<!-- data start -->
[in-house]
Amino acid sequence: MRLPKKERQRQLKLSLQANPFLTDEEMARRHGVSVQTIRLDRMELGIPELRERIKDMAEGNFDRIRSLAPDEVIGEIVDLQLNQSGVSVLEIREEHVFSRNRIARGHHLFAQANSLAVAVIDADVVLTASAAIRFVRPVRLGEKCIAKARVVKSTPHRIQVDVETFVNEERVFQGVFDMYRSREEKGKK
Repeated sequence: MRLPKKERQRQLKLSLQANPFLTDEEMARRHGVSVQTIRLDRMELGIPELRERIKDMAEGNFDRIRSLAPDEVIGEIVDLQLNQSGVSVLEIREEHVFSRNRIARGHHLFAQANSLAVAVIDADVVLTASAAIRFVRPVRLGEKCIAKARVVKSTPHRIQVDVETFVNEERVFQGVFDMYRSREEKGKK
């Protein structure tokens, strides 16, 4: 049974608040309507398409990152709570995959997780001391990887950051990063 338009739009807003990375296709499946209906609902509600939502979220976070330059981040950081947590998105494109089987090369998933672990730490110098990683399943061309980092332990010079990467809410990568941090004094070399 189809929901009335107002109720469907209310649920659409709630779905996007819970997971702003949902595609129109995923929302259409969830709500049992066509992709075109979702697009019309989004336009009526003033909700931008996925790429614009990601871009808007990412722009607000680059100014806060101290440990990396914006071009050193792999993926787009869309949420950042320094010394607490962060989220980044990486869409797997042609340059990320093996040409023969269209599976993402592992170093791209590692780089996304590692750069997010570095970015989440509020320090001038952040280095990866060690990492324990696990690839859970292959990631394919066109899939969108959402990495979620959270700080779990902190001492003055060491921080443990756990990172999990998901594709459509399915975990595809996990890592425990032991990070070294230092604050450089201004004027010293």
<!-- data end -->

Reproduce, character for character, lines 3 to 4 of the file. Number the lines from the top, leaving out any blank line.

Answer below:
Repeated sequence: MRLPKKERQRQLKLSLQANPFLTDEEMARRHGVSVQTIRLDRMELGIPELRERIKDMAEGNFDRIRSLAPDEVIGEIVDLQLNQSGVSVLEIREEHVFSRNRIARGHHLFAQANSLAVAVIDADVVLTASAAIRFVRPVRLGEKCIAKARVVKSTPHRIQVDVETFVNEERVFQGVFDMYRSREEKGKK
């Protein structure tokens, strides 16, 4: 049974608040309507398409990152709570995959997780001391990887950051990063 338009739009807003990375296709499946209906609902509600939502979220976070330059981040950081947590998105494109089987090369998933672990730490110098990683399943061309980092332990010079990467809410990568941090004094070399 189809929901009335107002109720469907209310649920659409709630779905996007819970997971702003949902595609129109995923929302259409969830709500049992066509992709075109979702697009019309989004336009009526003033909700931008996925790429614009990601871009808007990412722009607000680059100014806060101290440990990396914006071009050193792999993926787009869309949420950042320094010394607490962060989220980044990486869409797997042609340059990320093996040409023969269209599976993402592992170093791209590692780089996304590692750069997010570095970015989440509020320090001038952040280095990866060690990492324990696990690839859970292959990631394919066109899939969108959402990495979620959270700080779990902190001492003055060491921080443990756990990172999990998901594709459509399915975990595809996990890592425990032991990070070294230092604050450089201004004027010293």